Top Songs About Pimps
A pimp is a person who relies on the earnings of a prostitute to make their living. In most cases, these persons are women. Youths who have fled physical or sexual abuse at home and are financially, psychologically, and sexually vulnerable are prime targets for pimps who use the pretext of a romantic relationship to coerce them into prostitution.
There’s always that song on your playlist that centers on pimps. In these songs, the narrator could be advocating for or against them or at best sharing his past experiences with pimps.
Songs about pimps are just as common as you can think. Yeah! They’re that popular but in this article, we’ll have a broader look at them. That’s from a broader genre and most importantly the inspirations and meanings behind these songs.
10 Songs Abou Pimps:
1. “Pimp Slapp’d” by Snoop Dogg
Snoop Dogg employs the song “Pimp Slapp’d” to discredit Suge Knight while also drawing attention to the fact that his feud is not with the entire West Coast Community but rather only with Suge.
He starts off the song by bragging about his platinum albums, and then he makes references to the lyrics of DJ Quik’s single from 1991 titled “Tonite,” all the while emphasising that his score is not about the neighbourhood, the Bloods, or the Crips, but is instead primarily between him and Suge Knight.
His essential message is that Suge is jealous of him because of his achievements in the rap industry as well as in day-to-day life, which is the source of their feud. Not only is he envious of his own rapping skills, but he is also envious of Snoop’s wealth; the fact that he has more pretty girls, and his overall level of influence.
Snoop also implies that Suge was once afraid in the industry, but that he has overcome and triumphed over his intimidations as time has gone on. He also reveals how the rapper was responsible for creating a lot of friction within the hip-hop industry by pitting rappers against each other.
He did this to increase the rapper’s own popularity. He even goes so far as to threaten to expose Suge for all of the shady actions he has taken and the jealousy he has shown.
2. Tool’s “Prison Sex”
The song “Prison Sex” by Tool is one of those songs in which a renowned metal band confronts a terrible yet real-life topic head-on, as they have always done from time to time.
Maynard James Keenan, the band’s lead singer, is credited for writing this song. According to him, this song is about the horrific cycle of domestic abuse.
People who are sexually abused when they are young have a much higher chance of becoming abusers themselves later in life compared to those who were never abused.
The singer takes on the persona of a victim in various parts throughout the song. From the lyrics, the person in question is a male and that he is engaging in sexual abuse of a child. In fact, the word “prison” in the title of is not intended to be taken in its literal sense; rather, it is designed to convey the concept that the victim is trapped in this predicament and cannot get out of it.
3. “Big Girls” By M.I.K.A
People’s interpretations of “Bad Girls” appear to be all over the place, with some insisting that it is nothing more than a song about sexual encounters. On the other hand, some people think it is about how women have been oppressed throughout history and how their liberation does not make them bad girls.
The city of Ouarzazate in Morocco served as the location for the filming of the official music video for “Bad Girls”. It was created with the specific intention of lending support to the well-known “Women to Drive Movement.”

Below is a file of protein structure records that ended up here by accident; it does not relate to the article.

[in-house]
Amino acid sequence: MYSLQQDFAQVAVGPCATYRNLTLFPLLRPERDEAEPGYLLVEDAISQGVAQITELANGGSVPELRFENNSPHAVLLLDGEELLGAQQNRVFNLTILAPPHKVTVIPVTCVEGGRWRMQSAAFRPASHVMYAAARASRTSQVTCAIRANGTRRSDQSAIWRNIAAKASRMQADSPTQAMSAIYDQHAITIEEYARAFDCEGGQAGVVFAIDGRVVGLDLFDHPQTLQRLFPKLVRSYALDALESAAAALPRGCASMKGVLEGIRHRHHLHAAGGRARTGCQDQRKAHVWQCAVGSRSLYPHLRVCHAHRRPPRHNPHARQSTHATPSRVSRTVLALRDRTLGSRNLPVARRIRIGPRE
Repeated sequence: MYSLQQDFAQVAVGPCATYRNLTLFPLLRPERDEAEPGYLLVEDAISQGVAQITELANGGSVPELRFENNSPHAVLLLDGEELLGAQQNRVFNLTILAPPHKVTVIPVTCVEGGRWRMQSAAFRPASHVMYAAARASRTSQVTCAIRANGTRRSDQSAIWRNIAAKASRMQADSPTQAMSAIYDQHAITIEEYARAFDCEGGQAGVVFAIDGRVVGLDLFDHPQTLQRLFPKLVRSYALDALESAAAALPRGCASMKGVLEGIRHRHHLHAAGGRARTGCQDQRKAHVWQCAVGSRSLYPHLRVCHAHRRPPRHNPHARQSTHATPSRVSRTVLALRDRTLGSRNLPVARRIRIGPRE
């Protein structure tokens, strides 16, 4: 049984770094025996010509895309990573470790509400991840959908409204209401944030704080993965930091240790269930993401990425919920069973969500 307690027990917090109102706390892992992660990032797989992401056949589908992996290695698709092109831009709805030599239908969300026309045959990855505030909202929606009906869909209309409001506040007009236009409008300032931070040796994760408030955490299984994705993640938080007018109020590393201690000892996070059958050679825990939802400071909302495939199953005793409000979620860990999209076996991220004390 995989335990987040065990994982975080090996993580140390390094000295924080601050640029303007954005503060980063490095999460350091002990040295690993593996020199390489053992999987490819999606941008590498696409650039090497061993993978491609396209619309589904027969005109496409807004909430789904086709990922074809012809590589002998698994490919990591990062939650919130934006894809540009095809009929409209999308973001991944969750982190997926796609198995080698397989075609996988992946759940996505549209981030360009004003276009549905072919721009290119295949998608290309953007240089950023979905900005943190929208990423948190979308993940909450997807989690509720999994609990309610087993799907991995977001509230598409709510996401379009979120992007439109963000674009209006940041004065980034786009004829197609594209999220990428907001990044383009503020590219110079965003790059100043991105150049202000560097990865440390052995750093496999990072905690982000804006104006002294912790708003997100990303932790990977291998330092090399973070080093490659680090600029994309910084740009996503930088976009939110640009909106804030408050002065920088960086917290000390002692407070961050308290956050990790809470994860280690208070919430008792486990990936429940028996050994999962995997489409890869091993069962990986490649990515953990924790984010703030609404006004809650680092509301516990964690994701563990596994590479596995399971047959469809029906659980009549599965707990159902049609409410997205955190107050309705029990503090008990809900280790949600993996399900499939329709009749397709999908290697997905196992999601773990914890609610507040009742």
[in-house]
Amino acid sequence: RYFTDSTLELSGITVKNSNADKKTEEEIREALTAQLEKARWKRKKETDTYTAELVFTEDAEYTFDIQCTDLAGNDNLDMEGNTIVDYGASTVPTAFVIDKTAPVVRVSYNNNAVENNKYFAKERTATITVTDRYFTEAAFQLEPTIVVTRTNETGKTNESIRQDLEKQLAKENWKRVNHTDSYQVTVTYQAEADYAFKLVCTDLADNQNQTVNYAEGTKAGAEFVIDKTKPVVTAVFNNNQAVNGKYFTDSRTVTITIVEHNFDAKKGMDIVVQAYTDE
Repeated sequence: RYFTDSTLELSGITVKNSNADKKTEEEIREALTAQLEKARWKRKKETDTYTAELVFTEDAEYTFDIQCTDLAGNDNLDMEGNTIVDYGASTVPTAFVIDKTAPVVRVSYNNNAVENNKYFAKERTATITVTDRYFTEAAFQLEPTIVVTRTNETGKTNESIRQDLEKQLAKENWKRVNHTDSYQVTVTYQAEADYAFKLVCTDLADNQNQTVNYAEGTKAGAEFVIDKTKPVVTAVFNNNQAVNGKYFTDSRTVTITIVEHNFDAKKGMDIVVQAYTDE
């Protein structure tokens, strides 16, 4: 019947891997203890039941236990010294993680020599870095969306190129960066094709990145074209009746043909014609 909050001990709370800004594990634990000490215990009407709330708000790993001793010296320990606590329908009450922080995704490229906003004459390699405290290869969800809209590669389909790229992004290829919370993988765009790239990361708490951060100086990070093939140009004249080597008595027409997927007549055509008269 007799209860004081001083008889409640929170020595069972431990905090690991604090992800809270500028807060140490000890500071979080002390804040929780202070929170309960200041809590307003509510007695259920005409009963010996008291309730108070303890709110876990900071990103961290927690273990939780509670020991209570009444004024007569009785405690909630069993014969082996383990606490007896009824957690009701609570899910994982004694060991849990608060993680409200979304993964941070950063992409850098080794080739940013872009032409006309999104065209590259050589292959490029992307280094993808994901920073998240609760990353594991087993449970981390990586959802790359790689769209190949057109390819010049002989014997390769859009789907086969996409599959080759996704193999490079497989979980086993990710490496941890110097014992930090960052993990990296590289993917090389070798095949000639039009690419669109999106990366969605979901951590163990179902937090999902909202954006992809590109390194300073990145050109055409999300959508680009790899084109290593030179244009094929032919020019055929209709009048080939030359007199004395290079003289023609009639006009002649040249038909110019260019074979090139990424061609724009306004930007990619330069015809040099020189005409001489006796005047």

This movement was initiated and led by women in Saudi Arabia in the hope of securing driving privileges for all female residents of the nation. It is important to know that before June 2018, women who lived in Saudi Arabia were not allowed to operate motor cars under any circumstances.
4. “Roxanne” By The Police
This song tells the story of a lady of the night and her experiences through life. The narrator could be a male lover who is in love with her and/or wishes she would leave the profession behind, In 2003, as The Police were being inducted into the Rock and Roll Hall of Fame, they gave a performance of this song.
It was the first time they had played together since they had parted ways in 1986 due to conflicts in their personal lives, with the exception of a drunken jam that took place at Sting’s wedding in 1992.
5. “House Of The Rising Sun” ` The Rising Sun
This song, in my opinion, is all about being addicted to sex.
In the first verse, the singer laments that the “house” known as a whorehouse was responsible for the downfall of many a less fortunate young man, including himself.
In the second and third verses, the singer describes his childhood home life and the escapades of his father, who was a gambler, while his mother worked hard to provide for the family and her unflinching effort to improve their living conditions. The fourth verse is a caution to everyone else in the world not to go down this road since it will lead to a miserable existence for them.
The fifth verse of the song is the one that gets the most attention overall. It portrays the singer as being conflicted, which is symbolised by the fact that he has one foot on the platform while the other is on the train. He recognizes that he is powerless over his addiction, and yet he is making an effort not to return to that place.
However, he is aware that he will eventually return there, at which point he will be “wearing the ball and chain,” which refers to the burden of the addiction.
The final verse is really a repetition of the previous verse, but it is just as important as others since it effectively relates to the reality that his life is spinning round and round in repeated loops, which are run solely by the helpless sexual addiction. It is a wonderful song, and it is one that holds a special place in my heart.